Duress or Necessity
While seldom used, the Florida statutes provide for the defenses of duress or necessity. More common place in probation and community control violations, the defenses still exist for substantive cases that are open and set for trial. A lawful defense exists if a defendant commits a crime acting out of duress or necessity.
The defense of duress refers to a scenario where a person is alleged to have committed a crime, but the criminal act was performed as the result of violence, threat of violence or some other pressure. Any form of duress exerted, that causes a person to act or not to act outside the law, can be used to establish a viable defense. The most important aspect of duress is that if proven, can negate the intent required to prove a case beyond a reasonable doubt. One of the pitfalls of the duress defense is that a person charged with a crime will most likely have to admit to the commission of a criminal offense to exert the defense of duress.
For a viable duress defense to exist the defense must prove the following six elements. The defendant must prove that he or she reasonably believe that a danger or emergency existed which was not intentionally caused by the defendant. The danger or emergency threatened significant harm to the defendant or a third party. The danger or the emergency threatened death or serious bodily injury. The threat must have been real, imminent, and impeding. The defendant had no reasonable means to avoid the danger or emergency except by committing the charged offense.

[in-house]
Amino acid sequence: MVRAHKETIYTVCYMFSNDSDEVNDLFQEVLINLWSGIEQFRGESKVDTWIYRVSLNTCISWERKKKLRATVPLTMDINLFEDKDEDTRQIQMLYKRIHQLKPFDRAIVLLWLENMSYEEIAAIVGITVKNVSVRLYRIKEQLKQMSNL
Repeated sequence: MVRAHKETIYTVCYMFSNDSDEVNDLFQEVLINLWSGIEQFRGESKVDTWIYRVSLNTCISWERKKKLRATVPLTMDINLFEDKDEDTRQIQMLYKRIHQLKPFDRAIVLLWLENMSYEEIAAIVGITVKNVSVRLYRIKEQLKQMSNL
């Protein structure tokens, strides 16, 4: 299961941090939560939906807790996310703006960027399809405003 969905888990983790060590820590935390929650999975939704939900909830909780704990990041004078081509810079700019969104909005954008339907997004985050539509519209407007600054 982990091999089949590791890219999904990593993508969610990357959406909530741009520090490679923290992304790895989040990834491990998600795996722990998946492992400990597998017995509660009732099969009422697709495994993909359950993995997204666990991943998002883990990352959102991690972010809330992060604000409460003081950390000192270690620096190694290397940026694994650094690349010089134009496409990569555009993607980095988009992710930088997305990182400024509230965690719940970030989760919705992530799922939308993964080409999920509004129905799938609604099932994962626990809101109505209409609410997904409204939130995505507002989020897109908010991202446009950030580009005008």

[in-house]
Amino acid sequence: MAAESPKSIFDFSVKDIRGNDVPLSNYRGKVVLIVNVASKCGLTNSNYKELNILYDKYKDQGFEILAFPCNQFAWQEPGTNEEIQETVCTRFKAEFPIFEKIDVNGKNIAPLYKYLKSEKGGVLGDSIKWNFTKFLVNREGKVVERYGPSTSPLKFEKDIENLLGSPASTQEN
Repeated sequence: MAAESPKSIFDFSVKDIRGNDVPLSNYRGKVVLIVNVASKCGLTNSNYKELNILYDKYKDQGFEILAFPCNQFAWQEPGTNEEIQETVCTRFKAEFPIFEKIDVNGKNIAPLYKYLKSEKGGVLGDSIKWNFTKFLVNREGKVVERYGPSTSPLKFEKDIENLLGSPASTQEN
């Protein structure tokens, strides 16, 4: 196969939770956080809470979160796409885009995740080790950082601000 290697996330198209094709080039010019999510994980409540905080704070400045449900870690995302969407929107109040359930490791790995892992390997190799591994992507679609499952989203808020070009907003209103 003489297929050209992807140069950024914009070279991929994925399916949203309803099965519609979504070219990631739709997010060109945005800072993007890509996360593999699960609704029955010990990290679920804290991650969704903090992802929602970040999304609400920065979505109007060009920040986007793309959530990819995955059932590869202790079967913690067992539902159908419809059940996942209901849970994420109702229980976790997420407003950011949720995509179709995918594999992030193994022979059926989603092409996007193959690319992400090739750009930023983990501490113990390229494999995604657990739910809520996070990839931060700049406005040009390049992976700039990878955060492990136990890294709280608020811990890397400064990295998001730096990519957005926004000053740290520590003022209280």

Imminent and impending means the danger or emergency is about to occur and cannot be avoided by any other means. A future threat of death or harm will not suffice to prove the defense of duress or necessity. A defendant cannot claim the defense if the crime was committed after the threat of harm or death had already passed. The danger or emergency that faced the defendant need not be real, however, the appearance of the danger of emergency must have been so real that a reasonably cautious and prudent person under the same circumstances would have believed that only way to avoid the perceived danger was to commit the offense.
The necessity defense has also been made part of Florida's statutory law. The rationale behind the necessity defense is that on occasion a technical violation of the law under exceptional situations is more advantageous than the strict adherence to the law. To prove the defense of necessity, the following elements must be proven: the defendant committed the act to avoid a significant risk of harm, no other means could have been used to escape the harm and the harm avoided was greater than the harm caused by violating the law.
While the above-mentioned defenses are uncommon, if you have any questions regarding duress or necessity, call DMT
seven days a week, 24 hours a day at (305) 396-3982, or contact us online